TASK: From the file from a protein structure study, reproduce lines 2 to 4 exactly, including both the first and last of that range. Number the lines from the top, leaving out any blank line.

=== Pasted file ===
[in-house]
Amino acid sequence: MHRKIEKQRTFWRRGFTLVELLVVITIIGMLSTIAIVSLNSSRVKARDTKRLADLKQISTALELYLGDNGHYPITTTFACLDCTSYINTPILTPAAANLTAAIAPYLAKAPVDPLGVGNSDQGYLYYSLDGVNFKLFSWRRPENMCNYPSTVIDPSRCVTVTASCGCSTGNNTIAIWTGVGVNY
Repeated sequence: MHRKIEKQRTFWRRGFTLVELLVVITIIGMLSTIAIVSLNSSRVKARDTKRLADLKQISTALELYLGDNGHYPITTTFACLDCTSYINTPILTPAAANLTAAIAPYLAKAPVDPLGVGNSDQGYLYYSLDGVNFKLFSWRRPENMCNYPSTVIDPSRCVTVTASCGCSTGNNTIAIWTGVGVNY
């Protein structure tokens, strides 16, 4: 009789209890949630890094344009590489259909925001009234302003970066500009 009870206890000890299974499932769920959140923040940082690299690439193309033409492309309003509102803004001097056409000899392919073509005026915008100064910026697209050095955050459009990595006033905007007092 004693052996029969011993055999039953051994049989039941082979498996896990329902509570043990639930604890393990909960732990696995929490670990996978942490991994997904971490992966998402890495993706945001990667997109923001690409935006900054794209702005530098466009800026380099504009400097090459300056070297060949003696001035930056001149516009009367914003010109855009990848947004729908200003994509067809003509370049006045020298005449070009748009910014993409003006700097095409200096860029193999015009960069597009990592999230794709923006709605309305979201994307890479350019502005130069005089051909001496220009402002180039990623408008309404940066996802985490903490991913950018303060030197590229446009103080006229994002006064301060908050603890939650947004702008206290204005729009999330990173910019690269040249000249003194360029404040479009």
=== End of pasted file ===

Amino acid sequence: MHRKIEKQRTFWRRGFTLVELLVVITIIGMLSTIAIVSLNSSRVKARDTKRLADLKQISTALELYLGDNGHYPITTTFACLDCTSYINTPILTPAAANLTAAIAPYLAKAPVDPLGVGNSDQGYLYYSLDGVNFKLFSWRRPENMCNYPSTVIDPSRCVTVTASCGCSTGNNTIAIWTGVGVNY
Repeated sequence: MHRKIEKQRTFWRRGFTLVELLVVITIIGMLSTIAIVSLNSSRVKARDTKRLADLKQISTALELYLGDNGHYPITTTFACLDCTSYINTPILTPAAANLTAAIAPYLAKAPVDPLGVGNSDQGYLYYSLDGVNFKLFSWRRPENMCNYPSTVIDPSRCVTVTASCGCSTGNNTIAIWTGVGVNY
């Protein structure tokens, strides 16, 4: 009789209890949630890094344009590489259909925001009234302003970066500009 009870206890000890299974499932769920959140923040940082690299690439193309033409492309309003509102803004001097056409000899392919073509005026915008100064910026697209050095955050459009990595006033905007007092 004693052996029969011993055999039953051994049989039941082979498996896990329902509570043990639930604890393990909960732990696995929490670990996978942490991994997904971490992966998402890495993706945001990667997109923001690409935006900054794209702005530098466009800026380099504009400097090459300056070297060949003696001035930056001149516009009367914003010109855009990848947004729908200003994509067809003509370049006045020298005449070009748009910014993409003006700097095409200096860029193999015009960069597009990592999230794709923006709605309305979201994307890479350019502005130069005089051909001496220009402002180039990623408008309404940066996802985490903490991913950018303060030197590229446009103080006229994002006064301060908050603890939650947004702008206290204005729009999330990173910019690269040249000249003194360029404040479009």